Have you got the music in you? More specifically, have you got the CHRISTMAS music in you? If you’ve ever dreamed of producing your own CD of Christmas music, wait no longer! Life is too short to sit around and dream. With record companies losing profits every day, now is the time to jump in with both feet and begin your career as an independent recording artist. Especially since there are now so many ways to have your music heard even without the backing of a big record company.
As they say at the Nashville Songwriters Association, “It all begins with a song!” If you’ve got a great original Christmas song but just don’t know where to begin, here are a few steps you can take to get your music out there.
First thing’s first. Unless you are a technical genius do NOT try this at home. Sure, there are a number of good music programs out there for producing music on your computer (Garage Band is an easy one that a lot of people use). But unless you are a real whiz at arranging music and really know your way around a mixing board I wouldn’t recommend doing this the first time out. You hear a lot of bands on MySpace who are producing their own music and most of the time you can tell it was something done at home. The way to get the most professional and polished sound is still to record in a real recording studio. I was very, very lucky and found a great recording studio in the phone book. I visited and toured the studio and talked for a long time with the guy who would be producing my CD before we ever agreed to do business. In the past I’d recorded demos at several different studios in various towns where I’ve lived and I was usually quite intimidated by the producer, which made it difficult to relax and do a good job performing. That’s why I talked with this guy for a long time before ever laying down a note. I recorded my first album with him in 1997 and we’ve now recorded five together and it’s been a wonderful, creative collaboration. So make sure you are very comfortable with the people who are going to be recording your work, because, some of the people owning recording studios can be music snobs in disguise who don’t appreciate any kind of music but their own. If they don’t put you at ease, keep looking until you find someone who does. If your music is pop-oriented, don’t go with a producer who specializes in grunge. Make sure you ask to listen to some of the projects that have been produced at this studio. If you like what you hear and are comfortable with the people, then book your studio time.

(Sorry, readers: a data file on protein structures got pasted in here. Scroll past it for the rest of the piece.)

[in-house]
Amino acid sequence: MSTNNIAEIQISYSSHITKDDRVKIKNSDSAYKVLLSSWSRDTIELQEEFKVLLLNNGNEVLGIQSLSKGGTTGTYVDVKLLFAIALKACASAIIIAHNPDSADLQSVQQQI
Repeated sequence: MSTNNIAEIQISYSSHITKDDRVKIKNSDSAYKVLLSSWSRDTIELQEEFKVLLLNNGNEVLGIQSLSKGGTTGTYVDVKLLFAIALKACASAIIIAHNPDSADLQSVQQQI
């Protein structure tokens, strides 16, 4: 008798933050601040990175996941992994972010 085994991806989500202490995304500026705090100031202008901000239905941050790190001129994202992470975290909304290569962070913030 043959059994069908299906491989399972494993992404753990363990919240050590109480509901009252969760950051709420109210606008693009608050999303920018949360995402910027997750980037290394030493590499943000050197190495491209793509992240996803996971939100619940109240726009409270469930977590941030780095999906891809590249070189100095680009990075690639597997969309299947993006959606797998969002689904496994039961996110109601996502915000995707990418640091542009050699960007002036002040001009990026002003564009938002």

Once you are in the studio, the usual process is to record the music tracks first and then do the vocals. If you have a band, be well-rehearsed before you ever enter that studio, because time is money. You’re paying for every minute, so you don’t want to be working out the kinks once you’re there. If you don’t have a band, you may want to use studio musicians (your producer can recommend them) and you will have to pay them a session fee. The other option is to do your arrangement with MIDI programming. If you don’t know what that is, ask your producer to explain it to you. If you have a great song but are not comfortable arranging all the instruments to go along with it, again, ask your producer if he/she can help and if it will cost extra. If they can’t do it, they should be able to recommend someone who can.